Well wouldn't that only make the initial volume of the balloon Vi=400
Then using

PiVi=PfVf I could find some final volume? Maybe?

Feodalherren said:
Well wouldn't that only make the initial volume of the balloon Vi=400
Then using

PiVi=PfVf I could find some final volume? Maybe?
Assume that the balloon does not expand so the volume is constant. You would you reduce the mass of the inflated balloon? (hint: you can't reduce the mass of the balloon apparatus).

Am

Feodalherren said:
Well wouldn't that only make the initial volume of the balloon Vi=400
Then using

PiVi=PfVf I could find some final volume? Maybe?
You wrote the equation for an isothermal process.

Have you seen a hot-air balloon launching? (watch from 15 minutes. )

The gas in the balloon is heated by burning gas. The balloon is open, so the pressure is the same inside and outside. The air expands while heated and some of it leaves the balloon. But the volume of the balloon does not change. The mass and the density of air inside the balloon changes with the temperature - how?

ehild

Last edited by a moderator:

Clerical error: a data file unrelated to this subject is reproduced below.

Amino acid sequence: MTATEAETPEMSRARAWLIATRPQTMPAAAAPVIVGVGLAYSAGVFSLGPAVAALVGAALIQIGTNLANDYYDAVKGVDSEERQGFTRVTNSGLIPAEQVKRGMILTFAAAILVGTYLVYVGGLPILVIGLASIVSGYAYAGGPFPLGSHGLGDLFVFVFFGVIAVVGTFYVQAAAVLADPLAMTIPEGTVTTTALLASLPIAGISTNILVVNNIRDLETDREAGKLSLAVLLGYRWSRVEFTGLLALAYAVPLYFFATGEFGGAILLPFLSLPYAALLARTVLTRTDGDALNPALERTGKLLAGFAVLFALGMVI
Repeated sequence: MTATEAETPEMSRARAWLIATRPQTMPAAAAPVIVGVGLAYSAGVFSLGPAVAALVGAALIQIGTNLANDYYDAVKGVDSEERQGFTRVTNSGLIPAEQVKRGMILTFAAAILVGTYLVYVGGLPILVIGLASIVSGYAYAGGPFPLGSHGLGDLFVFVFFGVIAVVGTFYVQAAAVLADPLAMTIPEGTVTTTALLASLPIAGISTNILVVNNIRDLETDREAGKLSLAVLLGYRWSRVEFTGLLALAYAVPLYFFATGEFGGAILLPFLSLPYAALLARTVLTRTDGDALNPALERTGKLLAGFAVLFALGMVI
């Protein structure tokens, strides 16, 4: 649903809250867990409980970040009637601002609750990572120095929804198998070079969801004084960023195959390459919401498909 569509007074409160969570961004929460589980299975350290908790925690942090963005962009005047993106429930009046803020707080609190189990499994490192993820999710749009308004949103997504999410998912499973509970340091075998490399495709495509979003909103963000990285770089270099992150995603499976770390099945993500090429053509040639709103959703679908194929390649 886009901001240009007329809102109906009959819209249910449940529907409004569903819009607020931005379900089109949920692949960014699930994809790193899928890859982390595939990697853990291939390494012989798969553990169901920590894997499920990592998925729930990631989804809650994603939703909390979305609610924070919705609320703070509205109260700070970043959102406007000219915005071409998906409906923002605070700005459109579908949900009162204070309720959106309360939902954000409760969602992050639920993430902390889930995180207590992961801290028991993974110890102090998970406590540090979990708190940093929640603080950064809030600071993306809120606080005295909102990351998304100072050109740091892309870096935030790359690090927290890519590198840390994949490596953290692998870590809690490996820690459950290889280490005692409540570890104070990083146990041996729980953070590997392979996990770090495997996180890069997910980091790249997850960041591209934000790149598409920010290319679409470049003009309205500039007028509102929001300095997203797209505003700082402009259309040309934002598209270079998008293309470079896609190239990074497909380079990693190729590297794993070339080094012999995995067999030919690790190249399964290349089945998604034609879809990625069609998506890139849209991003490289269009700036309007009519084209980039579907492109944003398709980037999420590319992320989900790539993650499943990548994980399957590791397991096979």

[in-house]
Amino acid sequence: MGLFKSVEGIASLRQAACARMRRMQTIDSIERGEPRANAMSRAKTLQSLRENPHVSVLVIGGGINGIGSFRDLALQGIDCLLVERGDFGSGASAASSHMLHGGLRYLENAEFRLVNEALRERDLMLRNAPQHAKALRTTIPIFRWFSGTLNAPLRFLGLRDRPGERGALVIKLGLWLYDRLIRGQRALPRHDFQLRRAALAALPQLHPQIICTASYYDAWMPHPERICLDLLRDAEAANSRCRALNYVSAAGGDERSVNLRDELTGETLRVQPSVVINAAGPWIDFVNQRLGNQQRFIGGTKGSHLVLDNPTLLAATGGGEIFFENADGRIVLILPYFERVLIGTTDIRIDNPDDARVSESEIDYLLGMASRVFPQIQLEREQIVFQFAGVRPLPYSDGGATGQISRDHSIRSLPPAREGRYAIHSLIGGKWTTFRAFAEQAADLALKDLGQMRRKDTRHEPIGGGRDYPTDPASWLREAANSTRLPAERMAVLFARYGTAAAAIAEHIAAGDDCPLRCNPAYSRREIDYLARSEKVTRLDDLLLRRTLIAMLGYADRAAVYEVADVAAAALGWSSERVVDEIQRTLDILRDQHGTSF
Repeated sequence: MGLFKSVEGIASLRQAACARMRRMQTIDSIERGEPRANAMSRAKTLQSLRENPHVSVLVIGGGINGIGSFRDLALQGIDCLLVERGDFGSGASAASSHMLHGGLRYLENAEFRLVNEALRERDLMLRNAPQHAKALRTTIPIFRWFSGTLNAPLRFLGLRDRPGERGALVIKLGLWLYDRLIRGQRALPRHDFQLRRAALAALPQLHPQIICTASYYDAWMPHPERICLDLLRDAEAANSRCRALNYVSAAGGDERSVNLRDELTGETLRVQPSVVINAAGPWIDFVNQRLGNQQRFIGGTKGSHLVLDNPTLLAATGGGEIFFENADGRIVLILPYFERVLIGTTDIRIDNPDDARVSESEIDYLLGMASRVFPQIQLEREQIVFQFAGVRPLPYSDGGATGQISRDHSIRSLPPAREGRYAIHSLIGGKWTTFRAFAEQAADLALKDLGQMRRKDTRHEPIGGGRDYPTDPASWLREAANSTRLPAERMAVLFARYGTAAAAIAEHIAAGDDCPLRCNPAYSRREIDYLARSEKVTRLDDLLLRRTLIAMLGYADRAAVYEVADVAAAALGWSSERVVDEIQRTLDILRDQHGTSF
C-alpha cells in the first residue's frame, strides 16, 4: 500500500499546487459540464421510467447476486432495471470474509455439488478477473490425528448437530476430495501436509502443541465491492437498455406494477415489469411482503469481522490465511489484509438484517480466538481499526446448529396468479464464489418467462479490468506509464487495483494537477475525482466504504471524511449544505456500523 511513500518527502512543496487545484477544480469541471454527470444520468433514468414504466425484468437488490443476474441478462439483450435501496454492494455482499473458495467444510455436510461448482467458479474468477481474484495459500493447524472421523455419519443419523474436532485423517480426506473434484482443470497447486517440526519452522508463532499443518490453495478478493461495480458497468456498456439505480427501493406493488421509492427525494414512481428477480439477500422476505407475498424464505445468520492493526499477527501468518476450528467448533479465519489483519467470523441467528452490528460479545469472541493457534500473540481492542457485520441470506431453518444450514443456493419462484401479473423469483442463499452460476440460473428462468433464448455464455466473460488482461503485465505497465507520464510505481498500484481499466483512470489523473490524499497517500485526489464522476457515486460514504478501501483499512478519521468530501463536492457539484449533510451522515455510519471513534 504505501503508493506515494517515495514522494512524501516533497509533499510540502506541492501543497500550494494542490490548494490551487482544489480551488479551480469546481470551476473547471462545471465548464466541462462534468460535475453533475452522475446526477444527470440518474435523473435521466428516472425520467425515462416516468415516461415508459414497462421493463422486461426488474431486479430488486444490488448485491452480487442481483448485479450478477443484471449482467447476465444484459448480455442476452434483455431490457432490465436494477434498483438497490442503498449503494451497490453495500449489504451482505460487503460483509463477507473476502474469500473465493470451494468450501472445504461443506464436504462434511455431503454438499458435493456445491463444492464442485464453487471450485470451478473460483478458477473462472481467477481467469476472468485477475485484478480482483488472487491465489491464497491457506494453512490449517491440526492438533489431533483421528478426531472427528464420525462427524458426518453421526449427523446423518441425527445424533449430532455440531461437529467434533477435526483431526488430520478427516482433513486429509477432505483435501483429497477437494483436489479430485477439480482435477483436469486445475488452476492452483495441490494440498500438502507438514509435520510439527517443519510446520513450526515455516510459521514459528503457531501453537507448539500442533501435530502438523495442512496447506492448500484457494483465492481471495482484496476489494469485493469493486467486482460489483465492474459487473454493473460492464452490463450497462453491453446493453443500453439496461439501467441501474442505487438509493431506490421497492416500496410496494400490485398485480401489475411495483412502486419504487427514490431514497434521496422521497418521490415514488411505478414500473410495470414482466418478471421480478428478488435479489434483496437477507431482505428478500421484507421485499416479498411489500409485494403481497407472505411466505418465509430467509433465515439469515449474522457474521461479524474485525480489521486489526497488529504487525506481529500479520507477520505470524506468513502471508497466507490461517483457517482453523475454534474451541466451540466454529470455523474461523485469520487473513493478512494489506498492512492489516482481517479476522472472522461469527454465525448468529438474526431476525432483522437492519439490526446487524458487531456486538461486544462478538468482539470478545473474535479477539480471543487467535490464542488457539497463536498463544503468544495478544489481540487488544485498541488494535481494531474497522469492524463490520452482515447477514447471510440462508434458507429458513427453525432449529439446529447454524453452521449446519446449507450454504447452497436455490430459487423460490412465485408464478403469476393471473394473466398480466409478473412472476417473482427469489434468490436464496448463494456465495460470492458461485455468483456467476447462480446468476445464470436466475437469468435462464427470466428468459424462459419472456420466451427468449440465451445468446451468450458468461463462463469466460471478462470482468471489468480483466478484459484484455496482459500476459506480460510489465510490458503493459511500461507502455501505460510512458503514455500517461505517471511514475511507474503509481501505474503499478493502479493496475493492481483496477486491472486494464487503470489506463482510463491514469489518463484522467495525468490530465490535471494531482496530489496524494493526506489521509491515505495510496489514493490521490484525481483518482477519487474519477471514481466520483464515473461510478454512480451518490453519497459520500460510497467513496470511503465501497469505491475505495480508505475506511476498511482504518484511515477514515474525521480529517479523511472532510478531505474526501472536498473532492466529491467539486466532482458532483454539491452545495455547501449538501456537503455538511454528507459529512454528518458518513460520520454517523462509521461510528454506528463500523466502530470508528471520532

If the balloon doesn't expand... I guess heating the gas is the only option but that only means that the pressure inside increases. But if the volume can't expand I don't see how that is of any significance to the problem.

ehild, I have no idea... It doesn't many any intuitive sense to me at all

ρ=m/V

PV=nRT

ρ=mnRT/P

Feodalherren said:
If the balloon doesn't expand... I guess heating the gas is the only option but that only means that the pressure inside increases. But if the volume can't expand I don't see how that is of any significance to the problem.

ehild, I have no idea... It doesn't many any intuitive sense to me at all

ρ=m/V

PV=nRT

ρ=mnRT/P
You are trying to reduce the mass of the air inside the balloon! What has to happen if the pressure and volume cannot increase and the temperature increases? Hint: the balloon is open at the bottom...

AM

I guess some of the air molecules have to escape from the bottom then.